If you’re new to running a limited company, you may be completely new to filing your Self Assessment tax return. While it can be considered a complex process, by having all the necessary information and documents ready, it’ll be a breeze.
In this blog we take a step-by-step look at everything you’ll need to include, how to complete it, and how your accountant can help.
Your Unique Taxpayer Reference (UTR)
This 10-digit code is provided when you first register for HMRC Self Assessment. You'll find it in correspondence from HMRC, such as your Notice to Complete a Tax Return. Learn how you can get a UTR in this guide.
Your Government Gateway ID
This 12-digit ID, also known as your User ID, is given to you when you first register for Self Assessment. It's essential for accessing your HMRC online account, which you can do here.
Activation Code (for first-time HMRC Self Assessment)
When filling out your very first Self Assessment tax return, you’ll need your activation code. HMRC would’ve sent you this code when you first set up your HMRC tax account online. You’ll need this code for registration and online filing.
Your National Insurance Number
It’s used for tracking your tax and National Insurance Contributions (NICs). You can find it on various official documents like tax letters, payslips, and P60s. You can also find out more about your NI number on the government website.
If you're a sole trader or partner in a partnership or LLP, you’ll need to gather all your invoices to calculate your annual income. Remember that tax is payable when you issue an invoice, not when you receive payment.
Income from other jobs
If you have another job with a salary, you'll need information from your P60, which includes details about your income, taxes paid at source, and the employer's PAYE tax reference. Include any additional benefits or expenses from your employer, which can be found on your P11D form. Your accountant will be able to advise you further on this.
Salary (for limited company directors)
If you're a director of a limited company, note the salary due to you from your business during the tax year, even if it wasn't paid. This information will be required for your HMRC Self Assessment.
If you received any dividends during the tax year as a limited company director, you’ll need to declare them on your HMRC Self Assessment, even if they were paid after the year’s end. You’ll also need to declare any dividends from companies outside the UK if they exceed £300, by putting them into the ‘foreign income’ section.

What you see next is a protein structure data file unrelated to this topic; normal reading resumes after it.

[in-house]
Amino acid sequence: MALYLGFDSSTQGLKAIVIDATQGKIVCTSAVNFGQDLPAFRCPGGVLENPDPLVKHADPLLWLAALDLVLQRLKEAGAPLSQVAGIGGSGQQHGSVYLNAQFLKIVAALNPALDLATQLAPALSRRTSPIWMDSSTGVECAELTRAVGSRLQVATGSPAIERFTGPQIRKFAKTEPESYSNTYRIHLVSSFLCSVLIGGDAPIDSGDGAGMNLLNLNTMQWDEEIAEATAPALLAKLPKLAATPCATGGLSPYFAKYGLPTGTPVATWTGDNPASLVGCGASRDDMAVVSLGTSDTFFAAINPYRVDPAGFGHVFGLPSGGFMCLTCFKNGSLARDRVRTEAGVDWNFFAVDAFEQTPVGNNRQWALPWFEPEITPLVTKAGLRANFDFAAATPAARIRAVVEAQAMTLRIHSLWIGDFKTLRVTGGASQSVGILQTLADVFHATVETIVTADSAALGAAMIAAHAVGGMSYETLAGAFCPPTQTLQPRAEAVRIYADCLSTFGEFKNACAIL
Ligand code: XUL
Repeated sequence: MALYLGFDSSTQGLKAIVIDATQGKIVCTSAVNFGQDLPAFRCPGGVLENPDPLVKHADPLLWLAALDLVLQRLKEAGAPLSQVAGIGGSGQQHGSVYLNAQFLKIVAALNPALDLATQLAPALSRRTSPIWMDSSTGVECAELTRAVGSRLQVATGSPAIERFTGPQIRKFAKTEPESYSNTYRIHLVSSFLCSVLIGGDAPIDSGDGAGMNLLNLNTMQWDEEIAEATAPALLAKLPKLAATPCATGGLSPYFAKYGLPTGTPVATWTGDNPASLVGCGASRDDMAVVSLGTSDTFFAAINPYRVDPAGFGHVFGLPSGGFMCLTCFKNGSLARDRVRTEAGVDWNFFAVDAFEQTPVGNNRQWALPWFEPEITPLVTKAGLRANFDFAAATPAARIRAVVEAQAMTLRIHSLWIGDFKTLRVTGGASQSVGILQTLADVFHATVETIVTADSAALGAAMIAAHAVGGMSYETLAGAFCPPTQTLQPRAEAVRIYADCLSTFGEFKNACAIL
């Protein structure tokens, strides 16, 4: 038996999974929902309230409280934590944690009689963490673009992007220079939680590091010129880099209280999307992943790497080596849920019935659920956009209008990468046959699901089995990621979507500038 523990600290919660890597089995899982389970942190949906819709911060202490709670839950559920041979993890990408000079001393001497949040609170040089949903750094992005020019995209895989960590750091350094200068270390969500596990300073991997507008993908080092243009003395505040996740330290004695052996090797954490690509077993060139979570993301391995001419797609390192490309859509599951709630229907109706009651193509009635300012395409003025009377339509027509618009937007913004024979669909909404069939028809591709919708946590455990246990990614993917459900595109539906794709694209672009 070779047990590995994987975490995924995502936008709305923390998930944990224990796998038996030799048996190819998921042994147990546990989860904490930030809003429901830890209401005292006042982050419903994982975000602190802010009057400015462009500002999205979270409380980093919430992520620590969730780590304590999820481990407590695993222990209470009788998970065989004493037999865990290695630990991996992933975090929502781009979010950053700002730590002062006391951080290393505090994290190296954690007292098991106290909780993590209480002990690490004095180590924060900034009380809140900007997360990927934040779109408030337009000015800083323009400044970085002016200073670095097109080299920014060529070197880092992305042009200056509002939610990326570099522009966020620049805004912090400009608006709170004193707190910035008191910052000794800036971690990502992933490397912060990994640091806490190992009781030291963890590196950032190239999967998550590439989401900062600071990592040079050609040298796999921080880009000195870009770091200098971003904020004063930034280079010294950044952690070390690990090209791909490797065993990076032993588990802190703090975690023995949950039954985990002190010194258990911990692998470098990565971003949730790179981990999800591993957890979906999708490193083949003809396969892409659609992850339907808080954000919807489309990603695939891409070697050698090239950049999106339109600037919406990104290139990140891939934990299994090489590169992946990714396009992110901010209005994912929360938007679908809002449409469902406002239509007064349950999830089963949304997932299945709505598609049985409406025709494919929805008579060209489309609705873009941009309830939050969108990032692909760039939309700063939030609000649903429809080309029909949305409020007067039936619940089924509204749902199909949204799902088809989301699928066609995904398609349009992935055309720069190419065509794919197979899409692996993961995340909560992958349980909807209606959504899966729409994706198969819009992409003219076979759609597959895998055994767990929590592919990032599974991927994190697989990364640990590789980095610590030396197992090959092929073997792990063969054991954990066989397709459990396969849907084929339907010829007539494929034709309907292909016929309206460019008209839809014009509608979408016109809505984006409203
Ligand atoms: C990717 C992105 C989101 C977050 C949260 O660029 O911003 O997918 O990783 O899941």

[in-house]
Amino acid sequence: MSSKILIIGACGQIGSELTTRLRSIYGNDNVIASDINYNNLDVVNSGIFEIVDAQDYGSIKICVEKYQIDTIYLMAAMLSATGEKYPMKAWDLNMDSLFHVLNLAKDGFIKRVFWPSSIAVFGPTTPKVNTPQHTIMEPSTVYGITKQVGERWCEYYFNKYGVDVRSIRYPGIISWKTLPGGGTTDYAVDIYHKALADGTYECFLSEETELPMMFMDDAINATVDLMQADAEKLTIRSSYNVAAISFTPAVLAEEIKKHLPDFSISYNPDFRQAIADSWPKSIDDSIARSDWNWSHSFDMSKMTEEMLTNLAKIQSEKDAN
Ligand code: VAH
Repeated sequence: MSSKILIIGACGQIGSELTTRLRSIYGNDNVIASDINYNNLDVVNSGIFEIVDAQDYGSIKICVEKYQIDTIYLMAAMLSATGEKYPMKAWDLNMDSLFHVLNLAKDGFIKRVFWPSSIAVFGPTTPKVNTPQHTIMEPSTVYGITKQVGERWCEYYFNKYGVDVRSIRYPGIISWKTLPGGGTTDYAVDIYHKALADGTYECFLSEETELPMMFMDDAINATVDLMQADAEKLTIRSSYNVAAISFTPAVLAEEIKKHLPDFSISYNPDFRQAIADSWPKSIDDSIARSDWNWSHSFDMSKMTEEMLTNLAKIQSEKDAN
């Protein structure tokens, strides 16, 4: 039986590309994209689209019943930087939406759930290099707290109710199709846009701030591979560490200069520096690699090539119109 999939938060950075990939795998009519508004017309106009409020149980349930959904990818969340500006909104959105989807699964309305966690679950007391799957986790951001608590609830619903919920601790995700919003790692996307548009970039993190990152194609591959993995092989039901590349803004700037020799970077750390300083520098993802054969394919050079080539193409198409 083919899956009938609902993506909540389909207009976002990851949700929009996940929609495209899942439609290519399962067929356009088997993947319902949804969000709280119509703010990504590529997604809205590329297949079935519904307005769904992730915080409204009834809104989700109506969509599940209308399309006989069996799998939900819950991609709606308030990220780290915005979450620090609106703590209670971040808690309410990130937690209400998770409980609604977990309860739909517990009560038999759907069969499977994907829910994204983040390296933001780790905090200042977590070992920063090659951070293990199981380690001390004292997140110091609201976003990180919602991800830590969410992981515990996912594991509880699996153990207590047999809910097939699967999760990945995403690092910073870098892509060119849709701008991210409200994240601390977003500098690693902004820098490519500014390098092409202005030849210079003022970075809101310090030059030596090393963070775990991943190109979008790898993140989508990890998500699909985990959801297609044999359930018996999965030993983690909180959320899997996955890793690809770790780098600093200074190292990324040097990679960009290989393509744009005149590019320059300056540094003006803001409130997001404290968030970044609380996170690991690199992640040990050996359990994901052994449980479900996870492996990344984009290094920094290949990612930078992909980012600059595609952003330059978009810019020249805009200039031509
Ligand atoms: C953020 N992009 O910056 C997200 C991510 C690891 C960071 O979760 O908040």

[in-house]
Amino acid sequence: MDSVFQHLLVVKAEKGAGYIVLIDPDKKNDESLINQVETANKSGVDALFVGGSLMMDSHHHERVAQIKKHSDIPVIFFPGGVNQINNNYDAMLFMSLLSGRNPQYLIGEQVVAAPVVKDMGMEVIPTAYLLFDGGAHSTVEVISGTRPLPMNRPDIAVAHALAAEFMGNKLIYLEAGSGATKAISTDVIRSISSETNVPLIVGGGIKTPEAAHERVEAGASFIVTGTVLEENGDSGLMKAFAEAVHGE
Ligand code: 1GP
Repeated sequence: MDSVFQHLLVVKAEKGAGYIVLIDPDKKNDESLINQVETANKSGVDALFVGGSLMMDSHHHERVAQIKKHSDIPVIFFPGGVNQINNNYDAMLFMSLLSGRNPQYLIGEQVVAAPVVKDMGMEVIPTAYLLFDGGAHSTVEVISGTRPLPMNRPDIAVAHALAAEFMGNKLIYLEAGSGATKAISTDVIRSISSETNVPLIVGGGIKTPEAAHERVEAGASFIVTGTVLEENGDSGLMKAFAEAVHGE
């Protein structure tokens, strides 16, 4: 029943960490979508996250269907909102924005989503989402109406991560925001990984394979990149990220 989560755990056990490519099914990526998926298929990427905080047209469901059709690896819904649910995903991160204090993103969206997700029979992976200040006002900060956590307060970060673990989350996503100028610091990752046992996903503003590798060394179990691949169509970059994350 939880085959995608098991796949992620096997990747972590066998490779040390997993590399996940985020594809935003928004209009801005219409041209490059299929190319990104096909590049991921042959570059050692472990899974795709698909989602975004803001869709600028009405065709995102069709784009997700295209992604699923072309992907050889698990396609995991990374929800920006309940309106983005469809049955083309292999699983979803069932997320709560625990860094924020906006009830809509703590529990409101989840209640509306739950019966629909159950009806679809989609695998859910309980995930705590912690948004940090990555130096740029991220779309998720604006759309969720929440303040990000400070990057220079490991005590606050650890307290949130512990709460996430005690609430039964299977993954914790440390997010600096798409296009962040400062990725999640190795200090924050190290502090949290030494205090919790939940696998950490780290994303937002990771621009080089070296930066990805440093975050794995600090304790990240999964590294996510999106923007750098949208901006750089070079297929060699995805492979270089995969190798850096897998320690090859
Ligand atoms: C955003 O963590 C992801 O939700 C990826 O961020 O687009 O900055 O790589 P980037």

You’ll need to collect all your bank interest certificates in order to declare any interest received from your bank accounts, not including ISAs, or interest on your limited company’s business account.
Income from rental properties
If you receive income from any rental properties, you’ll need to also include this on your Self Assessment Tax Return.
Income from trusts
Report any income from trusts to calculate your tax liability accurately.
Keep records of allowable expenses for sole traders or partnerships, as they can reduce your overall tax bill.
Pensions and benefits
You’ll need to declare your income from the State Pension and private pensions, which are usually taxed before payment, with details available on a P60. Also, if you receive any state benefits you’ll need to report them, such as Job Seekers’ Allowance (JSA) and Incapacity Benefit.
Student loan repayments
If you have a student loan, you’ll need to note your repayment plan and the amount repaid during the tax year.
Donations made to charities under Gift Aid
If you've made charitable donations under Gift Aid, you're eligible for tax relief. You can claim relief on donations made after the end of the tax year if you submit your return by the 31 January deadline. Your accountant will be able to assist you with this.
Submitting your HMRC Self Assessment
Once you’ve gathered all the required information you’ll be able to submit your tax return directly to HMRC using compatible software. If you enlist the services of an accountant, be sure to run it past them before submitting, to ensure it’s 100% correct and compliant with tax regulations.